4 The record articles

A Year in Review – New Source Review (NSR) Edition

Posted: December 20th, 2018

Authors: Kayla T. 

It’s been a long and winding road for New Source Review (NSR) regulation, both since the dawn of [NSR] time and over the course of 2018 alone, where a litany of NSR reform guidance memos were released by U.S. Environmental Protection Agency (U.S. EPA).  So, what do you say we hop in the ALL4 Way-back Machine and review all of the NSR reform movement that’s taken place over the last year.

Let’s start our journey back in December 2017.  Former U.S. EPA Administrator Scott Pruitt released an NSR policy memo titled “New Source Review Preconstruction Permitting Requirements: Enforceability and Use of the Actual-to-Projected-Actual Applicability Test in Determining Major Modification Applicability” that addressed U.S. EPA’s interpretation of projected actual emissions (PAE) estimates for projects at major sources.  The purpose of the memo was for U.S. EPA to provide clarity on estimating PAE through “plain readings” of the existing NSR rules.  One of the main things that this memo discussed was whether a facility can factor in the intent to “actively manage future emissions” into a project projection.  U.S. EPA decided that those intentions are considered to be a part of “all relevant information” which is to be included per the as-written NSR rules; therefore, if a facility was planning on managing future emissions from a project specifically to avoid major NSR, then those should represent the projected emissions. However, as Colin McCall discussed following a House of Representatives hearing meeting he attended following the release of this memo, the U.S. EPA policy memo was inaccurately portrayed as providing facilities with a shield from NSR enforcement.  The one thing that was clear following the release of this memo and the House of Representatives hearing is that additional guidance was needed.

We’ve now landed in March 2018 and Administrator Pruitt has just released another NSR policy memo titled “Project Emissions Accounting Under the New Source Review Preconstruction Permitting Program”.  As ALL4’s Nick Leone and John Slade discussed in their respective articles, “New Source Review Project Emissions Accounting Guidance Memorandum” and “Project Emissions Accounting Under New Source Review Permitting”, this memo represented a significant policy change.  The March 2018 memo effectively changed a 2006 U.S. EPA policy of only accounting for emissions increases during “Step 1” of the typical “two-step” NSR applicability evaluation by now allowing facilities to account for emissions decreases that are associated with a given project during Step 1 of the analysis.  Although it may seem like a minor change, it has major real-world impacts.  A common example is the replacement of an old, high-emitting boiler with a new, lower-emitting boiler.  Under the new policy, the emissions decreases from the old boiler being replaced can be subtracted from the potential to emit (PTE) of the new boiler being installed, thereby increasing the likelihood that the calculated Step 1 emissions changes would not exceed NSR significant emissions increase thresholds.  Under the previous policy, only the PTE of new boiler could be considered under Step 1, greatly increasing the likelihood that Step 2 netting would be required and allowing for other unrelated emissions increases to be pulled into the evaluation, possibly changing the NSR outcome when compared to the new policy.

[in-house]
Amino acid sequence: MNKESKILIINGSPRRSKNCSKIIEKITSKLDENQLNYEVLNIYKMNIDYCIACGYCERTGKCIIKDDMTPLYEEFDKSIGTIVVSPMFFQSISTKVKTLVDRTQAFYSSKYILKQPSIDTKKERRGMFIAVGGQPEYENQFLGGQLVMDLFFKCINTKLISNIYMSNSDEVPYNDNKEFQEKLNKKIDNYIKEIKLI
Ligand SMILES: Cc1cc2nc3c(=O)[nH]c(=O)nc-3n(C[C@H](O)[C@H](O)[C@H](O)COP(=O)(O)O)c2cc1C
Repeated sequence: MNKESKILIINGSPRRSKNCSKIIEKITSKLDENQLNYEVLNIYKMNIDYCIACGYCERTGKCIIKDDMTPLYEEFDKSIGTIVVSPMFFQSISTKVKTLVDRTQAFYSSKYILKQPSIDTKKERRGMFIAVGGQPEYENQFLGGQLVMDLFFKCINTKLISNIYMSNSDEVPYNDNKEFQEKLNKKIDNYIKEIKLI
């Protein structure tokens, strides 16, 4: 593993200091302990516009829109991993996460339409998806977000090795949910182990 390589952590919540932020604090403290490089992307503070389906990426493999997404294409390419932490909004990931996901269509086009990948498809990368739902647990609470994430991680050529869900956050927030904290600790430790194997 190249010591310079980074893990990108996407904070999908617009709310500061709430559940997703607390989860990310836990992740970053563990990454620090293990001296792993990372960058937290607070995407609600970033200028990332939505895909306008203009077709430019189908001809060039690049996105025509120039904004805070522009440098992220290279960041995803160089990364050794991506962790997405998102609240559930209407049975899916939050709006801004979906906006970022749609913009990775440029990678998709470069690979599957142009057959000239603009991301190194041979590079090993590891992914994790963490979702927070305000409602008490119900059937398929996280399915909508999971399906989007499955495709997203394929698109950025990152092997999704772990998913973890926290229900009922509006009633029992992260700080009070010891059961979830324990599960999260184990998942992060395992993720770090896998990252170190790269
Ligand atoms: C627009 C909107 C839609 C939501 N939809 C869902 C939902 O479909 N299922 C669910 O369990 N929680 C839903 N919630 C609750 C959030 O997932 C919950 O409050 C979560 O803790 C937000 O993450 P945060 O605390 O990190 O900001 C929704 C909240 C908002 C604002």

One of the other major changes in this memo was the allowance that emissions decreases that are part of the project and included in the Step 1 evaluation do not need to be federally enforceable (i.e., emissions decreases could now be reflected in the sum of the PAE associated with a modification project and only those emissions decreases that are evaluated under step two netting must be enforceable under the new guidance).  This policy change, if uniformly implemented by state and local permitting authorities, will impact applicability, impact calculations, and ultimately major NSR applicability to many projects involving “affected” emissions units.

There was a lot to unpack in the March 2018 memo and I highly recommend reading Nick and John’s articles for more examples and discussion.  Please also note that this memo serves as guidance and not published rule.  Decisions are still left at the discretion of the permitting body.